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BMC Med. 2020 Mar 2;18(1):40. doi: 10.1186/s12916-020-1504-5.

The effectiveness of frequent antibiotic use in reducing the risk of infection-related hospital admissions: results from two large population-based cohorts.

Author information

1
Centre for Health Informatics, Division of Informatics, Imaging and Data Science, Faculty of Biology, Medicine and Health, School of Health Sciences, The University of Manchester, Manchester Academic Health Science Centre, Vaughan House, Manchester, M13 9PL, UK. tjeerd.vanstaa@manchester.ac.uk.
2
Utrecht Institute for Pharmaceutical Sciences, Utrecht University, Utrecht, the Netherlands. tjeerd.vanstaa@manchester.ac.uk.
3
Centre for Health Informatics, Division of Informatics, Imaging and Data Science, Faculty of Biology, Medicine and Health, School of Health Sciences, The University of Manchester, Manchester Academic Health Science Centre, Vaughan House, Manchester, M13 9PL, UK.
4
Public Health England North West, 3 Piccadilly Place, London Road, Manchester, M1 3BN, UK.
5
Division of Infection, Immunity and Respiratory Medicine, Faculty of Biology, Medicine and Health, The University of Manchester, Manchester Academic Health Science Centre, Manchester, UK.
6
Intensive Care Unit, Manchester University NHS Foundation Trust, Wythenshawe Hospital, Manchester, UK.
7
Centre for Pharmacoepidemiology and Drug Safety, NIHR Greater Manchester Patient Safety Translational Research Centre, School of Health Sciences, Faculty of Biology, Medicine and Health, The University of Manchester, Oxford Road, Manchester, M13 9PL, UK.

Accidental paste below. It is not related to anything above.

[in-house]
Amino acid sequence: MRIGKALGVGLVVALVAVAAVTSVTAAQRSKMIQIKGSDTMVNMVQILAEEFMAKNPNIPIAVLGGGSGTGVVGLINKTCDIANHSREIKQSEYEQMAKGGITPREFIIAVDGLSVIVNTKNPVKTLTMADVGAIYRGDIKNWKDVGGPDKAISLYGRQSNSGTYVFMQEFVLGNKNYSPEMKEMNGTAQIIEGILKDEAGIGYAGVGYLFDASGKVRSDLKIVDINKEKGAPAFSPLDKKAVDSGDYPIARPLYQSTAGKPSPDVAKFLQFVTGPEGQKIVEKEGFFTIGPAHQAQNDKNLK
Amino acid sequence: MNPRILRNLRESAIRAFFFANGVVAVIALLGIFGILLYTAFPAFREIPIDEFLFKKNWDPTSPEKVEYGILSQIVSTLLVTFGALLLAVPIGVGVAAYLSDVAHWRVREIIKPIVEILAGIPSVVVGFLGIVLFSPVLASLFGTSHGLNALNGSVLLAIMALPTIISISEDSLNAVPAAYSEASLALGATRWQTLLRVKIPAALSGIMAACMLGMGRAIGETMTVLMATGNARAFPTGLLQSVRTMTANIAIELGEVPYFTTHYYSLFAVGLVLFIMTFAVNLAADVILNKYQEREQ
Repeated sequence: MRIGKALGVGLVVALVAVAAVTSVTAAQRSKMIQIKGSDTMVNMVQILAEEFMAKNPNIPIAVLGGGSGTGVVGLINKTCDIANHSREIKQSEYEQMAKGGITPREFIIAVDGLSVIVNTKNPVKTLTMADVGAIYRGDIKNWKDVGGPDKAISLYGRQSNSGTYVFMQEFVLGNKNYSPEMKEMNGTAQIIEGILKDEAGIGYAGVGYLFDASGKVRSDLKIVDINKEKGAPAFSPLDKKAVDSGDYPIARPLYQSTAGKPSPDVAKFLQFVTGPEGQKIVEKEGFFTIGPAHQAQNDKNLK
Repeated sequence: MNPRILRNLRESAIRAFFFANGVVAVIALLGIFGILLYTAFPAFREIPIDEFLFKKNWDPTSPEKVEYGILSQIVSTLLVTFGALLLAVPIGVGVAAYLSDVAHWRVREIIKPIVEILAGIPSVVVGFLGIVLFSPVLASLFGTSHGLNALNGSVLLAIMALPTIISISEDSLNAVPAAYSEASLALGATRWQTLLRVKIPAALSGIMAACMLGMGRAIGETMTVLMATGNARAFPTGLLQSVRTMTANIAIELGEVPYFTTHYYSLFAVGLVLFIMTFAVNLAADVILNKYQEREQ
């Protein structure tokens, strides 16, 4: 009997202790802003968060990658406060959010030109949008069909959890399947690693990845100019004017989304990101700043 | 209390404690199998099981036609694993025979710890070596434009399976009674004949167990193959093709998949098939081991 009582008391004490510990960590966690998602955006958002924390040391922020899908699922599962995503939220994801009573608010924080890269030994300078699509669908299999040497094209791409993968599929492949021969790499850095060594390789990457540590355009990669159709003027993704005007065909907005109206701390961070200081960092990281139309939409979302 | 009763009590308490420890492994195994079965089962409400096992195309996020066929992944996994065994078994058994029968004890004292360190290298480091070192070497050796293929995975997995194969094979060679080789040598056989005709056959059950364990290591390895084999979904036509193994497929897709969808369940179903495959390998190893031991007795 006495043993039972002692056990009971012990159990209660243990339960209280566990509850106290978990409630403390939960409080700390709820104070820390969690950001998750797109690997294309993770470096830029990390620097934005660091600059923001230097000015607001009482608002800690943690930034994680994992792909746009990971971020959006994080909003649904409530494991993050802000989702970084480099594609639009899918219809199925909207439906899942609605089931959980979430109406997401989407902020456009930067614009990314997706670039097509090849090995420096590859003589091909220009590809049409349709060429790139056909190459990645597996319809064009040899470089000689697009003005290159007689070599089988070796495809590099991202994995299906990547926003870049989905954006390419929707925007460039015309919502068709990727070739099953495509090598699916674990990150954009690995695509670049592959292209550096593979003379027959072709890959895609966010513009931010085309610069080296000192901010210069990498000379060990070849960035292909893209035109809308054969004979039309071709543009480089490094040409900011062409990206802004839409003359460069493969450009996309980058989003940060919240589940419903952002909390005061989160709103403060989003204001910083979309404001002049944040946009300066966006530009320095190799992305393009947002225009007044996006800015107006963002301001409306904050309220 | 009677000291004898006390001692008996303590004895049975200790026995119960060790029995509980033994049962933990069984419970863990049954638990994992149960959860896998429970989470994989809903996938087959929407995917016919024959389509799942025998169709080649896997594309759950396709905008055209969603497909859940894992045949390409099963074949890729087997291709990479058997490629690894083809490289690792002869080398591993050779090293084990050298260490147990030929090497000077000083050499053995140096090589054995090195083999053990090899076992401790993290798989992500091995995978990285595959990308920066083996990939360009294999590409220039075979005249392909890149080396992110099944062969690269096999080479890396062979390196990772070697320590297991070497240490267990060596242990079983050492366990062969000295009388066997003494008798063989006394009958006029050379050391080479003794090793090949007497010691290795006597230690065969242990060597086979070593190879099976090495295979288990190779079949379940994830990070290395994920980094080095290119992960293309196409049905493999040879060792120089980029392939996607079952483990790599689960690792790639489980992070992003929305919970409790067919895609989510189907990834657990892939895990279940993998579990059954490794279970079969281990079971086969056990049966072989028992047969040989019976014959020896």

Abstract

BACKGROUND:

Previous research reported that individuals prescribed antibiotics frequently develop antimicrobial resistance. The objective of this study was to evaluate whether frequent antibiotic use is associated with reduced hospital admissions for infection-related complications.

METHODS:

Population-based cohort study analysing electronic health records from primary care linked to hospital admission records. The study population included patients prescribed a systemic antibiotic, recent record of selected infections and no history of chronic obstructive pulmonary disease. Propensity-matched cohorts were identified based on quintiles of prior antibiotic use in 3 years before.

RESULTS:

A total of 1.8 million patients were included. Repeated antibiotic use was frequent. The highest rates of hospital admissions for infection-related complications were observed shortly after antibiotic start in all prior exposure quintiles. For patients with limited prior antibiotic use, rates then dropped quickly and substantially. In contrast, reductions over time were substantially less in patients with frequent prior antibiotic use, with rates remaining elevated over the following 6 months. In patients without comorbidity comparing the highest to lowest prior exposure quintiles in the Clinical Practice Research Databank, the IRRs were 1.18 [95% CI 0.90-1.55] in the first 3 days after prescription, 1.44 [95% CI 1.14-1.81] in the days 4-30 after and 3.22 [95% CI 2.29-4.53] in the 3-6 months after.

CONCLUSIONS:

Repeated courses of antibiotics, although common practice, may have limited benefit and indicator of adverse outcomes. A potential mechanism is that antibiotics may cause dysbiosis (perturbations of intestinal microbiota), contributing to colonization with resistant bacteria. Antibiotics should be used judiciously and only periodically unless indicated. Antimicrobial stewardship should include activities focusing on the substantive number of patients who repeatedly but intermittently get antibiotics.

KEYWORDS:

Antibiotics; Effectiveness; Epidemiology; Infection-related complications; Primary care

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